“All scripture is inspired by God and profitable for teaching, for reproof, for correction, for training in righteousness; that the man of God may be adequate, equipped for every good work” (2 Tim. 3:16-17).
God’s word is the blueprint for living for the spiritual person. In fact, it is God’s word which creates spiritually minded people, for it is there that we learn the mind of God. The Bible contains all that is necessary for man to live in a godly fashion (2 Pet. 1:3), and if we are willing to properly use His word, God will save us for our faith in Him (Rom. 10:17), understanding that such faith will be a living and active faith (see Jas. 2).
But can we truly understand God’s word? Many believe we cannot, and still others believe we cannot understand it alike, but must interpret it to fit our own situations, surroundings and preconceived ideas. God’s word claims otherwise, for it makes a claim to offer salvation for those who believe it (Jn. 8:31-32). Further, others in the Bible are condemned for their failure to heed God’s word (Matt. 22:29; Mk. 7:1-13). It takes no “zapping” from God to understand the scriptures, but instead, God fully expects us to study and understand His word.
>What can we do to better understand the scriptures? First, set aside all preconceived notions about what you think the text says, and determine that, no matter what the text says, you will abide by it and live your life accordingly. Too many are blinded by what they want God’s word to say or by an inability to admit that there is something wrong or missing in their own lives. When we come to God’s word, we must come willing to accept it as truth, understanding there are proofs for the truth and accuracy of the Bible (which is another topic).
Having determined to live by what the Bible tells you, you are ready to study. Begin by reading the text, preferably in paragraphs. When you have finished a paragraph, write down the main idea. At first, there may be many paragraphs where you will need to keep on reading before you understand the point, but in general, the picture will become clearer if you stay focused on understanding small chunks of scripture. At the end of a chapter, look back at your paragraph notes and see if you can determine the main idea of the chapter. Soon, you will be able to put together themes of entire books of the Bible, but realize that you will probably never understand every passage perfectly. Some passages, are more difficult than others (Peter even says so of some of Paul’s writings, 2 Pet. 3:15-16). When you have trouble with a passage, mark it and come back to it periodically. It may be that other passages will help you understand a particular problem passage (First time readers of Isaiah 53, for instance, may not fully understand it until they reach Acts 8).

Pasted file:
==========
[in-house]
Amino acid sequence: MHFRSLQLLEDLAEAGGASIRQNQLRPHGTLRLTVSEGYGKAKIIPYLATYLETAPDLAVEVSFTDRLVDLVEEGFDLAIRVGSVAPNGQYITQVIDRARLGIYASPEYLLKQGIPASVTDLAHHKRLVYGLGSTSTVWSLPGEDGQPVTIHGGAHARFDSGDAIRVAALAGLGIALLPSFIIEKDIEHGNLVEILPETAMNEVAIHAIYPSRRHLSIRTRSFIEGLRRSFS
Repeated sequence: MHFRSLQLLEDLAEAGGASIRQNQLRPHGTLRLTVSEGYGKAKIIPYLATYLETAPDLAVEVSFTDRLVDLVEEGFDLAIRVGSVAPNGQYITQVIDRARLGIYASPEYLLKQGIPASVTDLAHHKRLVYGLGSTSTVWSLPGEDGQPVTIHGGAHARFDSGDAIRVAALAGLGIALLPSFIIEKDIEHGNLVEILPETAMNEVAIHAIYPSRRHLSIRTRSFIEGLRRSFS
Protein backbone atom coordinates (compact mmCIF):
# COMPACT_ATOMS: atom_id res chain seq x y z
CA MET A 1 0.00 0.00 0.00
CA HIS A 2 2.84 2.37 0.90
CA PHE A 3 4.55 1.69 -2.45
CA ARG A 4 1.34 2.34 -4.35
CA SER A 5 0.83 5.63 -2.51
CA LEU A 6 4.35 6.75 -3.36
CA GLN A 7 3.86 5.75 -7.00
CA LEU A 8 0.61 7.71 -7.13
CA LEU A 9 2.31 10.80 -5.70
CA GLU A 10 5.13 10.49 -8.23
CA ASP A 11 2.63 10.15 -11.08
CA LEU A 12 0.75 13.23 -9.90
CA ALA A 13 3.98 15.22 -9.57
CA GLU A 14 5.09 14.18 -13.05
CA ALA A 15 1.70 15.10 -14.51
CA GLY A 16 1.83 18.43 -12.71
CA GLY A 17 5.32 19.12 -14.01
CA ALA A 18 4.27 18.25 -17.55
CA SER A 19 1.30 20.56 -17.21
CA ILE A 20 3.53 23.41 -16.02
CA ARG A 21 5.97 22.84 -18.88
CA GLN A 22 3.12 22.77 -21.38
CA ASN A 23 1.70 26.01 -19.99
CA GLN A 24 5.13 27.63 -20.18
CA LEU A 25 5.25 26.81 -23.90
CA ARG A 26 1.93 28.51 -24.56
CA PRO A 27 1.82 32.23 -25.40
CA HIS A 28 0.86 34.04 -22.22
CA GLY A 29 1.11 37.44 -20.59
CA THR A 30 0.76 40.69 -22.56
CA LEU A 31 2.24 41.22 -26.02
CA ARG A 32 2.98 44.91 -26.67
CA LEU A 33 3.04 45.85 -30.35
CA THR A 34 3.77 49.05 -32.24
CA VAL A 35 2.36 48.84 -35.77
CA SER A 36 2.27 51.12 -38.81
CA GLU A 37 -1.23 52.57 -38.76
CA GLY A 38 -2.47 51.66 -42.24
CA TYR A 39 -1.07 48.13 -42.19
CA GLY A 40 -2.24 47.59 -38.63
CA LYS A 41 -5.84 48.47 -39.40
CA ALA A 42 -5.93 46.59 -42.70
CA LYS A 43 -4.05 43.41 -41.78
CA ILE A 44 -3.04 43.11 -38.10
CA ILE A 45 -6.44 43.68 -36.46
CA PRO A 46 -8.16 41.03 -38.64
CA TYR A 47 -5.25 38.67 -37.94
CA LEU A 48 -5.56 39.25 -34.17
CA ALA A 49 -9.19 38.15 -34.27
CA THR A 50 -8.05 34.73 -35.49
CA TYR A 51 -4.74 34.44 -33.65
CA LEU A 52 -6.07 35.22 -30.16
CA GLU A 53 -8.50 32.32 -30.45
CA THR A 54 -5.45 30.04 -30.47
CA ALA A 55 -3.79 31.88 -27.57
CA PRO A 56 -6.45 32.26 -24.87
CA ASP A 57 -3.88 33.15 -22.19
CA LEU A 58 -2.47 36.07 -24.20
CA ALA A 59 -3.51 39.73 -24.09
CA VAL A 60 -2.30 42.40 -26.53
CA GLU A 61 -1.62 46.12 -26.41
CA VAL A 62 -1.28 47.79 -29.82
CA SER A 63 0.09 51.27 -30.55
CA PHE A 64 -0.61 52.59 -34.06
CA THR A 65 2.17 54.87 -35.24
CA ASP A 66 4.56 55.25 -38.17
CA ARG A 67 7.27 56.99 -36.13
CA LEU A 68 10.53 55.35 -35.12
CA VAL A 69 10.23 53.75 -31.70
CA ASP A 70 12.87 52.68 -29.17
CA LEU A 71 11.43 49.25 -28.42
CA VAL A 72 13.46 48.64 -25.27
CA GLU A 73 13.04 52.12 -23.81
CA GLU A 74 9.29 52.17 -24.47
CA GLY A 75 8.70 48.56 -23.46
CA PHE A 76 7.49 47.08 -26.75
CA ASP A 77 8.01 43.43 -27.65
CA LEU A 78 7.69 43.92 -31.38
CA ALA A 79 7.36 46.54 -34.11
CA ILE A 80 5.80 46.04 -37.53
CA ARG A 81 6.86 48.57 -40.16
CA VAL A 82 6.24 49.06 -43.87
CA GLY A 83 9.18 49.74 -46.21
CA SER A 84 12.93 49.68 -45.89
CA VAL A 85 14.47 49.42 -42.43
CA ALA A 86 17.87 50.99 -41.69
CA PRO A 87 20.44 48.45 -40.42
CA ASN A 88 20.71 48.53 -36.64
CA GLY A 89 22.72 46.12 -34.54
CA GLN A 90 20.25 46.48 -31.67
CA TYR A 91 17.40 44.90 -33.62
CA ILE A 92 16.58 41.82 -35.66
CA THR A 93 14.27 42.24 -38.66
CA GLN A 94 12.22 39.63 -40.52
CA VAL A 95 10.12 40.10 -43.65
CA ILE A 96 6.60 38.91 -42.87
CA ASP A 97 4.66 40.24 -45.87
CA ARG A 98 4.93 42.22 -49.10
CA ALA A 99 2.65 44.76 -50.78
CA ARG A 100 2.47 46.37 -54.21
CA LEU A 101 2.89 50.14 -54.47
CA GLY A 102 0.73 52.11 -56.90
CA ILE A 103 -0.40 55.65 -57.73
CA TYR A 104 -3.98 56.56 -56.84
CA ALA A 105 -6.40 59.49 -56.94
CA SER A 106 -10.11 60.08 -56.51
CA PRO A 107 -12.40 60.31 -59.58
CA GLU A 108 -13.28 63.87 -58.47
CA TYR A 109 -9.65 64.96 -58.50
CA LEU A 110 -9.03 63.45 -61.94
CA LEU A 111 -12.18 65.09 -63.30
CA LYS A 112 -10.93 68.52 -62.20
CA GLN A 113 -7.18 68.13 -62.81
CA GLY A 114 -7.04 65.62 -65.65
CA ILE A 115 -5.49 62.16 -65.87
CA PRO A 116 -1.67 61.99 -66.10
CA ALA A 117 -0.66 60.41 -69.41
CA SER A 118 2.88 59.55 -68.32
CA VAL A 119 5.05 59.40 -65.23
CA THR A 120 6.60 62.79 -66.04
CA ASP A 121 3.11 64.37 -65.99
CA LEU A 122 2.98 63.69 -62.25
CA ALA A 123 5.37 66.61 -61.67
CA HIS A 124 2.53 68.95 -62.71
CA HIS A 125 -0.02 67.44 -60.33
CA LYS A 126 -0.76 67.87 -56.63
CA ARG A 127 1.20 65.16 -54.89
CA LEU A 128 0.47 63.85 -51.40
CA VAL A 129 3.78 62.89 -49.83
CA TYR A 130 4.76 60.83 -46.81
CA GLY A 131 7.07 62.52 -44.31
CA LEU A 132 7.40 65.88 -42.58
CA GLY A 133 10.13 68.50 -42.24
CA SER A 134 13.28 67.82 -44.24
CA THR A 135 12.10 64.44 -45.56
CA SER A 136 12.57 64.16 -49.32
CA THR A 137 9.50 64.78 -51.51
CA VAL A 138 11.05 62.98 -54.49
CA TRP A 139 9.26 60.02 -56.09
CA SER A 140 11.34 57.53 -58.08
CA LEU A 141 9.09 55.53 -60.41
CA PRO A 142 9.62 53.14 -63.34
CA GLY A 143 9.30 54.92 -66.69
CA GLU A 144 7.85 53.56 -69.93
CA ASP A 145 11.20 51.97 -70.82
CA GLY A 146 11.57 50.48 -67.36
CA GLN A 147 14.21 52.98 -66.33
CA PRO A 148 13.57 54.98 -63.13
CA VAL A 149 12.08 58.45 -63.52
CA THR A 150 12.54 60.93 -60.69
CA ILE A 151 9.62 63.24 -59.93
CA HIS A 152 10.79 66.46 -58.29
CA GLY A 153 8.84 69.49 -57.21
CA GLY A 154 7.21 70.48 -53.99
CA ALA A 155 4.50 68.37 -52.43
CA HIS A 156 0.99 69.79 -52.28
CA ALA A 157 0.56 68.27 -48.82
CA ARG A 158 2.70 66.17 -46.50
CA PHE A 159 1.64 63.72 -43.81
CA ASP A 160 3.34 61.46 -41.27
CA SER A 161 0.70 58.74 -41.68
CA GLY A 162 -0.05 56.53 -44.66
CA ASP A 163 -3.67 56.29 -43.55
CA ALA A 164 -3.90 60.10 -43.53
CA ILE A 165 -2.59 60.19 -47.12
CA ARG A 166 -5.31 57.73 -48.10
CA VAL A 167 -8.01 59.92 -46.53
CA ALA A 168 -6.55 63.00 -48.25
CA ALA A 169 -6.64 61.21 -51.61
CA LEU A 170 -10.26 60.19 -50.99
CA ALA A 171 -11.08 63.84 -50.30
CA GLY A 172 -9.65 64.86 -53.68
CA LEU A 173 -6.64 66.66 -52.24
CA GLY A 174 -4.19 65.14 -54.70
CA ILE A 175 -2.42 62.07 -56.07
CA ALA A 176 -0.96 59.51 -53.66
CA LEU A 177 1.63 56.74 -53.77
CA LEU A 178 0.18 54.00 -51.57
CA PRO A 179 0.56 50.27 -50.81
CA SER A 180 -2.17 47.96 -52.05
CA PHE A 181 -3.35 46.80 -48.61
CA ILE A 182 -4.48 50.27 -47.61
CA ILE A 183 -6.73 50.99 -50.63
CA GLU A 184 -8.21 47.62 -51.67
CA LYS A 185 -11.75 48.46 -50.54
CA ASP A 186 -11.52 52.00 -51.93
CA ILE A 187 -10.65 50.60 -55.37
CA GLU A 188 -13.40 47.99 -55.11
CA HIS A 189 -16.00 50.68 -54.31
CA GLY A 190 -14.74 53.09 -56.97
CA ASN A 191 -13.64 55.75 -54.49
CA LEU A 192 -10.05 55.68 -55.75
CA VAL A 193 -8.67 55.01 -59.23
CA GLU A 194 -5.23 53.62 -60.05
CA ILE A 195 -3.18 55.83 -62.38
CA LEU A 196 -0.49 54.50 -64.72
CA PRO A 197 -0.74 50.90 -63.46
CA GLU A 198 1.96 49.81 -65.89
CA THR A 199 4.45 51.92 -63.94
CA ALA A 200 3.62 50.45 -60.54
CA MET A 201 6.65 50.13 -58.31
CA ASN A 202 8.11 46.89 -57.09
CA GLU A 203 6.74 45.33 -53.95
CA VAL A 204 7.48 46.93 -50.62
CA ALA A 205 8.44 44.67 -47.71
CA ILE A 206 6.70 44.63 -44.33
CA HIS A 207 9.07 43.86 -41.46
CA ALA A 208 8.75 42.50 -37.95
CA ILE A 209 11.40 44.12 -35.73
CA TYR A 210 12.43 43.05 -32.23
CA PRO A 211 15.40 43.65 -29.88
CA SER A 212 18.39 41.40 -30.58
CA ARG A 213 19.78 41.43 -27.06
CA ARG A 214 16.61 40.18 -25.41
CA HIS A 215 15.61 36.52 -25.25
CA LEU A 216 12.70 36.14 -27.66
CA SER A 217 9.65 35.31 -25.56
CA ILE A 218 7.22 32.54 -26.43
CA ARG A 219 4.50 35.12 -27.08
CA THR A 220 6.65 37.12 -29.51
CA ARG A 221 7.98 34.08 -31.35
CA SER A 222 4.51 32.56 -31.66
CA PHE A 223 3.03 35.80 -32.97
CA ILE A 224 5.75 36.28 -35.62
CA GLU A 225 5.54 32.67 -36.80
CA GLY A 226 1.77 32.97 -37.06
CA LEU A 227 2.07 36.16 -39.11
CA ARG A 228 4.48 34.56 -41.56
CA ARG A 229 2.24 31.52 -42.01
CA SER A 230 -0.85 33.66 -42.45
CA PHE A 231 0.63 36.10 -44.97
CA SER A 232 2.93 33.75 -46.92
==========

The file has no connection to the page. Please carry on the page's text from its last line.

Only after you have finished reading and taking notes should you consult a commentary, and even then, you must realize that such are merely the works of men, and many are filled with error. Using a Bible with marginal cross-references will also help to see how a passage may relate to other parts of the Bible. Remember, you cannot make one scripture teach something contrary to other scriptures, although it is important to note that New Testament books such as Hebrews point to the dissolution of the Old Law because of the superior system instituted by the death, burial and resurrection of Christ.
Careful, diligent Bible study will have a tremendous impact on your spiritual life, causing you to grow as you come to a better understanding of His will for you. Spiritual Bible study is that which helps to create in you a new heart (Ps. 51:10), better preparing you to serve your God and live a spiritual life.